Why Journalism?

What is journalism and why should I study it?


Journalism means much more than what you’ll find in the dictionary. It’s speaking truth to power, bringing light to the darkness, and investigating the unknown. It’s telling compelling stories that capture the public’s attention and imagination.  
If you’re curious, always asking questions and driven to get to the bottom of every story, journalism is the career path for you.



Shalane Frost, a research assistant with UAF's Institute of Arctic Biology, uses an iPad to track locations while on a data gathering boat trip into the Bonanza Creek Long-Term Ecological Research area about 25 miles southwest of Fairbanks along the Tanana River. | UAF Photo by Todd Paris




UAF Journalism is a hands-on program that equips students with the broad skill set and real-world experiences valued in today’s newsrooms. Students graduate prepared for a variety of careers in the growing field of science and environmental journalism.


What can you do with a degree in journalism?

Joel Bailey, a research professional with UAF's Institute of Northern Engineering, works on a data collecting station above the surface of the Jarvis Glacier in the eastern Alaska Range. | UAF Photo by Todd Paris
A degree in science and environmental journalism trains you for a career in a variety of media: websites, newspapers, magazines, radio and television stations. But there are other options too! Some graduates go on to work in public relations and public information offices, graphic design, education, filmmaking, and more. Still others continue their education with master’s degrees in a variety of fields. Being able to write clearly and succinctly and understand visual storytelling readies you for dozens of professions.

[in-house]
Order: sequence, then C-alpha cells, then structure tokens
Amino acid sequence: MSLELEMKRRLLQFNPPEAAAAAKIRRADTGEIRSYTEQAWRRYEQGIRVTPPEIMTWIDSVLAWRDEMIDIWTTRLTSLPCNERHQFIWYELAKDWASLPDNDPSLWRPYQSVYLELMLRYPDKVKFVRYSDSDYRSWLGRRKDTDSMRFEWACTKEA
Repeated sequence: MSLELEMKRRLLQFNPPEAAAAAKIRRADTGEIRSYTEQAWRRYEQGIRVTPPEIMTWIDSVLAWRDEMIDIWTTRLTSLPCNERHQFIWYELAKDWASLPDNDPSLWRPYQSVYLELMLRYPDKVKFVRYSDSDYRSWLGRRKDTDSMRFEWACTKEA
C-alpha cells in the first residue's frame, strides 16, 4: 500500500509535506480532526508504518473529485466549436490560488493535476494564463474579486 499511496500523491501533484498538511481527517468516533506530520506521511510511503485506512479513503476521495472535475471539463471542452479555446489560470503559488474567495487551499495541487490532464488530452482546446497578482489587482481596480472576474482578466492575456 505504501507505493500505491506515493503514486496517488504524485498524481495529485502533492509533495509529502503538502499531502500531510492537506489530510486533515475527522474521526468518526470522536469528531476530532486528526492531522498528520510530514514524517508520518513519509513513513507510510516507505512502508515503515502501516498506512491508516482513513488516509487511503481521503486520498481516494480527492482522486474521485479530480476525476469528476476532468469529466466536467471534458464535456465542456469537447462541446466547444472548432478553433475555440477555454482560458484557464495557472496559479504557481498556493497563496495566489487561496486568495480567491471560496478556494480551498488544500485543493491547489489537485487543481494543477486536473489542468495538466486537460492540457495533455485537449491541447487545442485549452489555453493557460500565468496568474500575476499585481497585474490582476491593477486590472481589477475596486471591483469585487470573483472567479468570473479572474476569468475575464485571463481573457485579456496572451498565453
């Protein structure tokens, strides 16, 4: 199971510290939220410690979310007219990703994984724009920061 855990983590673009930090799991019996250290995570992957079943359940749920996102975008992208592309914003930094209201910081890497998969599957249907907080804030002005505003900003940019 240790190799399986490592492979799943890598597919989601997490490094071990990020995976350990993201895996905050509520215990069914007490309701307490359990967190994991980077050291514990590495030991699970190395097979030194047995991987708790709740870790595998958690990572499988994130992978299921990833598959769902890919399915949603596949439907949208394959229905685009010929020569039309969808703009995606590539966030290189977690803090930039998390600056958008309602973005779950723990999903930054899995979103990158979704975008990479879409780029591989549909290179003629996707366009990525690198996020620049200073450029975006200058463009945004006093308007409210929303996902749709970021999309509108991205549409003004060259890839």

Some careers science and environmental journalism majors go on to pursue are...


... and more!


  Universal Skills
Science and Environmental Journalism degree-seeking students hone skills that translate across any career path, including communication, writing, critical thinking, analysis, logic, fact finding and attention to detail.



Journalism at the University of Alaska Fairbanks



Biology majors Chris Kasanke, left, and Carl Richmond take advantage of research opportunities available to undergraduates at UAF. They're working with Associate Professor Mary Beth Leigh to measure the effectiveness of various plant species in bioremediation on a site off Farmers' Loop Road that was contaminated 15  years ago with both crude oil and diesel fuel. | UAF Photo by Todd Paris

At UAF, our classrooms are newsrooms. We have several state-of-the-art facilities to help you develop your skills, including a multimedia lab, a digital photography lab, a digital audio production lab, two darkroom photography labs and a photography studio. Our cameras and editing facilities are better than those of many local news outlets.





The department runs several laboratory facilities, including a digital newsroom and photography lab, dedicated audio and video bays, an advanced video editing/digital printing lab and a photography studio.




How can I get involved?

Because the Journalism community at UAF is vibrant and diverse, you’ll find opportunities for mentorship and professional development outside the classroom as well. 


Snedden Chair Richard Murphy

Our professors have years of experience in professional reporting, writing, photography, video and audio. Collaborate with faculty members who have worked for The New York Times, Newsweek, the Washington Post, public radio and local Fairbanks television stations.